Sweet potato farmers battle rain, attrition

Advocate staff photo by BRYAN TUCK -- Pop Tezeno boxes sweet potatoes Monday at E&L Produce in Washington. While not a major Louisiana crop, sweet potatoes can be highly profitable for farmers when the weather cooperates. When it doesn't, however, the complex and labor intensive growing, storing and packaging process can mean big losses.
Advocate staff photo by BRYAN TUCK -- Pop Tezeno boxes sweet potatoes Monday at E&L Produce in Washington. While not a major Louisiana crop, sweet potatoes can be highly profitable for farmers when the weather cooperates. When it doesn't, however, the complex and labor intensive growing, storing and packaging process can mean big losses.

LSU AgCenter reports acreage down 25 percent from last year

A decade of wet weather has taken its toll on the state’s sweet potato industry, and the number of farmers who grow the expensive, labor-intensive crop has dwindled despite the potential for a healthy profit in a good year.

The LSU AgCenter reports there are about 7,500 acres in sweet potatoes this year, down 25 percent from last year and half of what was planted 10 years ago. The state’s 49 producers are less than a third of their number in 2003.

While farmers say the ConAgra Lamb Weston sweet potato processing facility in Delhi has provided a reliable market for growers in the northern part of the state, it hasn’t changed the overall trajectory of the state’s 12th largest crop.

“We had a lot of older growers who simply had no one to carry on as they retired,” said Ken Thornhill, who farms 250 acres south of Winnsboro, a far cry from the 1,000 acres he farmed in 2008.

“We just haven’t had an influx of new growers,” said Tara Smith, coordinator of the AgCenter’s Sweet Potato Research Station. “We’ve had a couple over the years, but the guys in business that are sweet potato farmers in Louisiana have been doing it for years.”

Sweet potatoes are not a major player in state’s agricultural economy, making up only about 1 percent of the total value. But for those who grow the high-risk, high-reward crop, the last decade has not been kind. Seven of the last 10 seasons have been wet, which causes the crop to rot in the fields.

“Once it rots, it’s gone. It’s not going to regrow itself,” said Larry Fontenot, who runs E&L Produce with his 88-year-old father, Earl Fontenot Jr., in Washington, about 45 minutes north of Lafayette.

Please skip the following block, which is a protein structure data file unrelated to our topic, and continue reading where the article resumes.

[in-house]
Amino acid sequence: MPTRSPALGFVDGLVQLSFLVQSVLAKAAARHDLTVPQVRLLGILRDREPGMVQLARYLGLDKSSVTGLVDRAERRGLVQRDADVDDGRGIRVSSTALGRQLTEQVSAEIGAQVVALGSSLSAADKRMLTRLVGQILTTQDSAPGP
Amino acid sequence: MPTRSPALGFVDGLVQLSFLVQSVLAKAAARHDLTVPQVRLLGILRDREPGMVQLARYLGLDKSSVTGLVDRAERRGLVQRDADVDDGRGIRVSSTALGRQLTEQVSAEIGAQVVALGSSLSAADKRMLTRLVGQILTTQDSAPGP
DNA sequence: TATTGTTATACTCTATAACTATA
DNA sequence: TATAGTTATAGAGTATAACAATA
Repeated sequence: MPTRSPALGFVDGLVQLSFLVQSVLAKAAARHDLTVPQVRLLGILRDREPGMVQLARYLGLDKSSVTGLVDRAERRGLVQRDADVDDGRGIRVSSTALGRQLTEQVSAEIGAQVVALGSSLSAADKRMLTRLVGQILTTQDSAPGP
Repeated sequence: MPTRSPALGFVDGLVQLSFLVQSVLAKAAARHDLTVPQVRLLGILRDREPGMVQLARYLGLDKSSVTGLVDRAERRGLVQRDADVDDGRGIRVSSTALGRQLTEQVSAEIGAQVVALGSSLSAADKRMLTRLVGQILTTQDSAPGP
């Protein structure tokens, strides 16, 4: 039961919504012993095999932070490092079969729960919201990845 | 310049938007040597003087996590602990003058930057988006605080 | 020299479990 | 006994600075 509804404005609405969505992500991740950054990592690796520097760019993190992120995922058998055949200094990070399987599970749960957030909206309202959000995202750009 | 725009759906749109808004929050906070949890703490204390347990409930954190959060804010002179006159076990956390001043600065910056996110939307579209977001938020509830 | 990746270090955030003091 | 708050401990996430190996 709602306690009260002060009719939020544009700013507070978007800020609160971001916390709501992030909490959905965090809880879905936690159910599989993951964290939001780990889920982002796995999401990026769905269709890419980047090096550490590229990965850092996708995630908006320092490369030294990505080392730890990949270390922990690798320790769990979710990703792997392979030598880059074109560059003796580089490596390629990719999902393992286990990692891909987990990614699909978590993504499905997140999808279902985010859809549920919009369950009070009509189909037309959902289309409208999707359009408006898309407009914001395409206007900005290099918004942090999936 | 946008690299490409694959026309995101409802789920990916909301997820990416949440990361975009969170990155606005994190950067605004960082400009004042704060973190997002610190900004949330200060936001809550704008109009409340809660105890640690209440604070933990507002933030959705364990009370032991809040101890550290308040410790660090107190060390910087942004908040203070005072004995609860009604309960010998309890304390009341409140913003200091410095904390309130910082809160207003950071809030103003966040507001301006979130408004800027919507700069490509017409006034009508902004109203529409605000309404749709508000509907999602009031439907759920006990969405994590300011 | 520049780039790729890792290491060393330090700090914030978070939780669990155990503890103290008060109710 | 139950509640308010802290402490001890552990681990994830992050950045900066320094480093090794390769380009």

“The last 10 years,” he explained, “have been kind of a repeat of crop failures or just adequate yields to break even but nothing to offset the losses that we’ve had.”

The bad years restrict cash flow and increase the amount of debt a farmer needs to manage.

The Fontenots will have 220 acres planted for the 2013 crop, less than half of what they had a decade ago.

“The lack of finances caused us to have to reduce our acreage,” Fontenot said.

Another factor is the overproduction of a newer, more popular Covington variety in the Carolinas, which has overshadowed the aging Beauregard variety produced in Louisiana.

“It just genetically deteriorated on us,” Thornhill said.

The Covington “is where we were in the late ’80s with the Beauregards,” he said. “It just produces more No. 1-shaped potatoes.”

No. 1’s are crucial for the fresh market, which consists of grocery stores, produce stands and farmers markets.

In the Beauregard’s early days, “you could pack 70 percent No. 1’s,” Thornhill said. “Now you’re lucky to get 50 percent No. 1’s.”

That oversupply has helped drive down prices. Smith said farmers are getting less for a high-grade sweet potato than they did 20 years ago.

Changing tastes also have edged unripened “green” sweet potatoes out of the fresh market. Fontenot, 57, said years ago you could pull them out of the ground and sell them at the market without the expense of quick-curing or kiln-drying the potatoes to convert the starch to sugar.

In 1981, “we were selling them all green. But the kiln-dried product is a better and more consistent product,” he conceded.

At about $4,000 per acre, sweet potatoes are an expensive crop to grow, and labor is about 40 percent of the total cost.

“The way I like to put it to people is there’s a pair of hands that comes in contact with every sweet potato that goes on every plate,” Smith said. “That’s a lot of people and that directly translates into a lot of money.”

Sweet potato farming also requires expensive equipment, which Smith said acts as a barrier to entry for younger farmers.